by Josh Arrington
A talk about Siemens SCADA hack gets pulled, Dropbox gets caught lying and could there be hackers in space? These are just a few of the headlines we’re focused on for this week’s IT Security Rewind. Let’s dig into the details:
Liar, liar files aren’t encrypted: The FTC has filed a complaint that Dropbox “has and continues to make deceptive statements to consumers regarding the extent to which it protects and encrypts their data.” According to WIRED, the FTC provides evidence that Dropbox employees could view customer data and files. This puts users at risk of government searches, rogue Dropbox employees, and even companies trying to bring mass copyright-infringement suits. While Dropbox defends claims that employees couldn’t access files due to company policies it looks like they are in some hot water with the FTC.
Hacker in space: This week Threatpost reported a Romanian hacker, who uses the handle “Tinkode,” has published a screen capture from what he claims is an FTP server at NASA’s Goddard Center. NASA, no stranger to security issues, has been criticized for its lackluster policies on cyber security. They can now add this FTP server to their list of weaknesses. Interestingly enough, this wasn’t “Tinkode’s” first time in space, in April he published the names and e-mail addresses of European Space Agency employees after compromising a server operated by that agency.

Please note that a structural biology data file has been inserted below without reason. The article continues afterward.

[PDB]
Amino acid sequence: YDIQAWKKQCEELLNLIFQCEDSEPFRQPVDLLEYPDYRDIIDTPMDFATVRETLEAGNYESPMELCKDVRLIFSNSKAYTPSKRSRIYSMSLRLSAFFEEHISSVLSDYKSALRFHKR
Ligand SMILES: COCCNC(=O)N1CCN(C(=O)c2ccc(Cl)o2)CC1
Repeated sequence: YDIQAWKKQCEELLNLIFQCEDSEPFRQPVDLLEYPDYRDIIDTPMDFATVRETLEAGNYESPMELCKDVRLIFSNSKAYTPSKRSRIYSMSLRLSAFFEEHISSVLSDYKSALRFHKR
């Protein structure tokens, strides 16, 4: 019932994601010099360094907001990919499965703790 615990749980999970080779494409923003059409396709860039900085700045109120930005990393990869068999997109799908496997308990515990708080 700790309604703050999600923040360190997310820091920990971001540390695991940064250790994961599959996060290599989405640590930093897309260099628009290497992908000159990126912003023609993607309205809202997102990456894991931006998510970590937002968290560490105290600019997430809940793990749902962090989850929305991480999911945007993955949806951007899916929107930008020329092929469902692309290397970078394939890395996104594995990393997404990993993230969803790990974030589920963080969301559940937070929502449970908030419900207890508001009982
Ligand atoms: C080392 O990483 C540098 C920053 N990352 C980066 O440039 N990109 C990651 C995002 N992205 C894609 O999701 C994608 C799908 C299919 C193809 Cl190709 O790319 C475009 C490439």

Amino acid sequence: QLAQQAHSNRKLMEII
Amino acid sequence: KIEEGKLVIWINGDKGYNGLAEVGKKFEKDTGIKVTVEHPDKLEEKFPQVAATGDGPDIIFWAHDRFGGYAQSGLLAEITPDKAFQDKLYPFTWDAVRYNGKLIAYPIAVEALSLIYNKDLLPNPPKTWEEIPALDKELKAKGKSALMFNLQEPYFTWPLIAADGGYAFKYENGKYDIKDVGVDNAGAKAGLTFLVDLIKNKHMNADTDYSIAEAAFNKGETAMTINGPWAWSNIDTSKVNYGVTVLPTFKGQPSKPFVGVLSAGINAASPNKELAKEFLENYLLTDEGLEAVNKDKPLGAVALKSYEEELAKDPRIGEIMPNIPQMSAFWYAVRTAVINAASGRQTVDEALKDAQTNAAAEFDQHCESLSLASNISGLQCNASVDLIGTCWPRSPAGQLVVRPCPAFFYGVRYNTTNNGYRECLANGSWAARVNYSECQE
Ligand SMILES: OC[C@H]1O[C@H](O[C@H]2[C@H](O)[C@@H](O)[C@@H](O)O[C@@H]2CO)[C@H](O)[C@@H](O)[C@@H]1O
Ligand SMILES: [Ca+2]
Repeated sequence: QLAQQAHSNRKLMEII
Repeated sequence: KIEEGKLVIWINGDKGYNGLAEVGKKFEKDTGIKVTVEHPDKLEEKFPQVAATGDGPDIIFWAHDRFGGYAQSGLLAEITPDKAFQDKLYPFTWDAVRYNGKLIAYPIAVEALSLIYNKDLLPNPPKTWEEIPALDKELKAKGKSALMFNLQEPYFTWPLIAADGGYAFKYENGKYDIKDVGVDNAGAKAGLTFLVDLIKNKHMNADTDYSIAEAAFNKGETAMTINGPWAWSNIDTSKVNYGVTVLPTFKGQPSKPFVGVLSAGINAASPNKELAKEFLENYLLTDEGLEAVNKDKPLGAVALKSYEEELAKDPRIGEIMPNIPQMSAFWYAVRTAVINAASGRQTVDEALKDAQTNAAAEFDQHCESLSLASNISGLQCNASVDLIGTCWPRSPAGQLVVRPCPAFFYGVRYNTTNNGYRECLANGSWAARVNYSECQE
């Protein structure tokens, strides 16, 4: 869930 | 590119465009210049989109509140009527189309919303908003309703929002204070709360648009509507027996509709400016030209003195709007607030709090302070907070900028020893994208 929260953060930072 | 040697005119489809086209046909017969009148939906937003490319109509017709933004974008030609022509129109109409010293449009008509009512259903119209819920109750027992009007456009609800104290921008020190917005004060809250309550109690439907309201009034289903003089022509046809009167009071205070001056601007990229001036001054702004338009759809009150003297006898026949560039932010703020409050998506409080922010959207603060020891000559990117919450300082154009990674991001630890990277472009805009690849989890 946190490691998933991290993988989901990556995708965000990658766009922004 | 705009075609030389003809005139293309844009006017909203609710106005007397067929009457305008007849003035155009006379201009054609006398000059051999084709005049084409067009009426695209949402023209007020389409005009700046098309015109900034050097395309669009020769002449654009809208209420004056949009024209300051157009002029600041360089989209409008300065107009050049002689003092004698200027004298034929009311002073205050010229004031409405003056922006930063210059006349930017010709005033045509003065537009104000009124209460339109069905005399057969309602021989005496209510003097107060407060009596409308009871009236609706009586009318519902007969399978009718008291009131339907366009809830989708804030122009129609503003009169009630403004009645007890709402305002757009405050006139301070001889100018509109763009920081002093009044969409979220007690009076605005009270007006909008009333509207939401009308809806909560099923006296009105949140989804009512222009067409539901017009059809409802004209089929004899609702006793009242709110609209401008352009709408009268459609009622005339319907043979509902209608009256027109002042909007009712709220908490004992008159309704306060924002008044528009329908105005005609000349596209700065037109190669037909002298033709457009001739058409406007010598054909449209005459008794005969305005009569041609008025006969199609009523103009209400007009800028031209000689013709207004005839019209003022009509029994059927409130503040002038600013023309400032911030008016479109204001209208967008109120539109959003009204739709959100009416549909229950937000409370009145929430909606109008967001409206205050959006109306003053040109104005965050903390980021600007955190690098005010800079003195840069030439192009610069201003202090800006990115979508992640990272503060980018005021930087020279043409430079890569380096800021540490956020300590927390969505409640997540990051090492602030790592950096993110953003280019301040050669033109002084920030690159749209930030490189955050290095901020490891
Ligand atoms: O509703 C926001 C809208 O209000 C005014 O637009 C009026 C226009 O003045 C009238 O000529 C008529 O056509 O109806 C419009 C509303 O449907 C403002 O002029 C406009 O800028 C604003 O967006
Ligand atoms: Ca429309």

The White House focuses on the Utility Industry: While most of last week’s proposed Cybersecurity Legislation focuses on better reporting practices – one area of specific interest is the potential impact on the utility industry. An industry that is continuously looking for guidance on how to protect itself, this proposal will give utility executives some things to consider and clear ramifications for those who don’t take action.
U.S. cybersecurity and Siemens representatives cancel SCADA talk: Attendees at the TakeDown Conference in Dallas may have left disappointed as a scheduled talk on the security vulnerabilities in Siemens industrial control systems was canceled. ComputerWorld’s Rob MacMillan explained, “It is common for security researchers to talk about security bugs once the software in question has been patched. But if the vendor can’t get the issue fixed in time that can create problems for security researchers, who may be expecting to talk about the issue at a hacker conference.”
What other security headlines do you think are worth highlighting?